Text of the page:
This is part of a semi-regular series of posts tackling how to make some of the things that we often end up buying pre-made. Things that we think of as basic ingredients, that aren’t ‘ingredients’ at all but are actually processed in some way for us. Things like bread, jam, butter, ketchup, baked beans and pickled ginger. Not everything is cheaper to make than buy, yet when you make it yourself, you know what’s in it.
Pastry is a bit more of a basic than my pickled ginger post from last week. Well, I feel like it is, but actually how many people really make their own pastry these days? It’s so easily available in shops, after all.
I am one of these few people who make my own, not just because I have a bizarre compulsion to make every single thing from scratch (though I kind of do), but also because homemade pastry is very good and much cheaper than the bought stuff.
There are even two pastry recipes in this week’s post for you – shortcrust and rough puff. Shortcrust is the most basic of pastries. I’ve noticed that it’s the most common type that people make themselves – probably because it’s so easy and quick to make. You can even make it in your food processor (good if you have warm hands) but I haven’t tried. To make it sweet, add a couple of tablespoons of icing sugar to the mix – you can add eggs as well, I believe, but I’ve not got exact instructions.
I don’t know many people who make their own puff pastry because it is a bit more of a faff. I’ve never made puff pastry the ‘proper’ way, though I would like to try it sometime, but I have made ‘rough puff’, a simplified version that gives excellent results.
With both these pastries, you can use butter or baking fat, or a combination of both, whichever you prefer (you can also replace half of the fat with lard but I’ve never done this). Baking fat works very well in shortcrust, where all-butter can be a bit rich. Butter is better for puff, but as baking fat is cheaper, that’s what I used last time, in the interest of experimentation. What I found was it wasn’t quite as nice as the buttery one hot but it was lovely when it cooled down, weirdly. So basically the choice is yours but unless I had guests or only had butter in, I’d tend to the cheaper option so that’s what I’ve costed below.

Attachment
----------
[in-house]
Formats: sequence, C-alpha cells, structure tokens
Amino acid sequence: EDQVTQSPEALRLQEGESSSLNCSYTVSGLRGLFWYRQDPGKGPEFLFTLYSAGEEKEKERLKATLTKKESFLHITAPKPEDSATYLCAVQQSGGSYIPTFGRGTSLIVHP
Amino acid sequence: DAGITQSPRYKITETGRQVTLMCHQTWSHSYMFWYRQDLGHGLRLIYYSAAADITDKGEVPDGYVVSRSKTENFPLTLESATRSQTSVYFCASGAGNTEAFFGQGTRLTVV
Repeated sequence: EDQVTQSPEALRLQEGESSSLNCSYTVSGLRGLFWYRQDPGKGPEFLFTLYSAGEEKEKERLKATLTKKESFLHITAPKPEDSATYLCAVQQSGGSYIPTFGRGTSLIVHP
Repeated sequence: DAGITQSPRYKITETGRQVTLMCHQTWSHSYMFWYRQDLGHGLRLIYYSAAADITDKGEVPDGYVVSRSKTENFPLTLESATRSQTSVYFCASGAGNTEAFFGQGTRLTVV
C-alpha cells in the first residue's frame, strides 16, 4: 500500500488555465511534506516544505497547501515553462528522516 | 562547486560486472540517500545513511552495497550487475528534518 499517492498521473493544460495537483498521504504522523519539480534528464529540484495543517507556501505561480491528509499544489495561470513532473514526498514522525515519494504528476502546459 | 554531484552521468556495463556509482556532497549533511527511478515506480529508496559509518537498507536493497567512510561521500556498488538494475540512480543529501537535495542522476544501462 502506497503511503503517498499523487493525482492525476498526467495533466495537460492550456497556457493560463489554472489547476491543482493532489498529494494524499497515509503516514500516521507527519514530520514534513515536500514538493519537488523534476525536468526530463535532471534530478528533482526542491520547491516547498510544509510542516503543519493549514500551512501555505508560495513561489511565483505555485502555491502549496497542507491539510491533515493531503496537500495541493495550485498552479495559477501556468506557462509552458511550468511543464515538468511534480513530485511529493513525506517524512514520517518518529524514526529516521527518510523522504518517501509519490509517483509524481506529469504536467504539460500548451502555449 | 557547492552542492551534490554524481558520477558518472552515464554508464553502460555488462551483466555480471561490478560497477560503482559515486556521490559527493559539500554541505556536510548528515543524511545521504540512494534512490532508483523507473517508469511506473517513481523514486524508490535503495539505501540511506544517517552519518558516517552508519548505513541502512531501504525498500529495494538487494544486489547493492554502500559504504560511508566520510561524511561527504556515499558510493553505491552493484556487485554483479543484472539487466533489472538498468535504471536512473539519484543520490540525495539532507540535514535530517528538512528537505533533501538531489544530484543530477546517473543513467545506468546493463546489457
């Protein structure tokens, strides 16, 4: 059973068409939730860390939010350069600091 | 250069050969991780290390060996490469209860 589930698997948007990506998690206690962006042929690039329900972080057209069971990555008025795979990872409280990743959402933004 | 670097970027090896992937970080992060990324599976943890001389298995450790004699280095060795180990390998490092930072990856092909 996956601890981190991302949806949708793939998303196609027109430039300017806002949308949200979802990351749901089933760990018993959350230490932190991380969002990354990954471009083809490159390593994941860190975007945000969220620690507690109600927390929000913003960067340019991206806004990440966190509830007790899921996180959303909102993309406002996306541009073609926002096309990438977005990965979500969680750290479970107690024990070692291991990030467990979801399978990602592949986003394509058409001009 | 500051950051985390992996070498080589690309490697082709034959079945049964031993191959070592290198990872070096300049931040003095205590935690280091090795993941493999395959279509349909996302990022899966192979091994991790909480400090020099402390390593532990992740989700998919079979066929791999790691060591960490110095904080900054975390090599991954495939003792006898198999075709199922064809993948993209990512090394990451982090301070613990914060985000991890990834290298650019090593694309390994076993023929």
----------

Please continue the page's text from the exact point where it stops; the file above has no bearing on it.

Shortcrust pastry (32p per batch – similar weight Asda ready-rolled shortcrust pastry is £1.25)
- 220g plain flour 7p (45p / 1.5kg, Asda)
- 110g butter/baking fat/lard 25p (55p / 250g baking fat, Asda)
- pinch salt (less than 1p)
Rub the butter into the salt and flour until the mix resembles fine breadcrumbs. Work quickly, and use just the tips of your fingers, as you want to avoid getting the fat warm. Add water, a spoonful at a time, mixing in with the blade of a knife firstly and then your fingers. Add just enough that the mix holds together in a ball without being wet.
Chill, wrapped in cling film, for at least 30 minutes before rolling out. You can use shortcrust to make quiches, pies (especially good for the kind that have pastry on both the top and bottom), Cornish pasties, mince pies at Christmas, lemon or jam tarts and lots of other things.
Rough puff pastry (39p per batch – similar weight Asda ready-rolled puff pastry is £1.25)
- 150g butter/baking fat, cold and chopped into cubes 33p (55p / 250g baking fat, Asda)
- 200g plain flour 6p (45p / 1.5kg, Asda)
- pinch salt (less than 1p)
Add the fat to the flour and salt, mix round to dust without breaking up the cubes, and pour in 100ml cold water. Mix and tip onto a large piece of cling film. Wrap up in the film, squishing together, and refrigerate for about 30 mins.
On a well-floured surface, roll the dough out to a long rectangle (about 1/3 as wide as it is long), keeping the edges straight. Fold the bottom third up, then the top third down, to make a square. Give it a quarter turn, then roll out into a long rectangle again. Repeat this another 3 times, until you have a smooth dough with streaks of butter visible. Fold back up into a square and chill for a minimum of 30 minutes before using.
To use, roll out again as required. This recipe makes the rough equivalent of a ready-rolled sheet, and can be frozen if required. Use to top steak pies, make sausage rolls, make sweet and savoury pastries, simple open tarts (like the tomato and goats cheese tart picture below) and even beef wellington.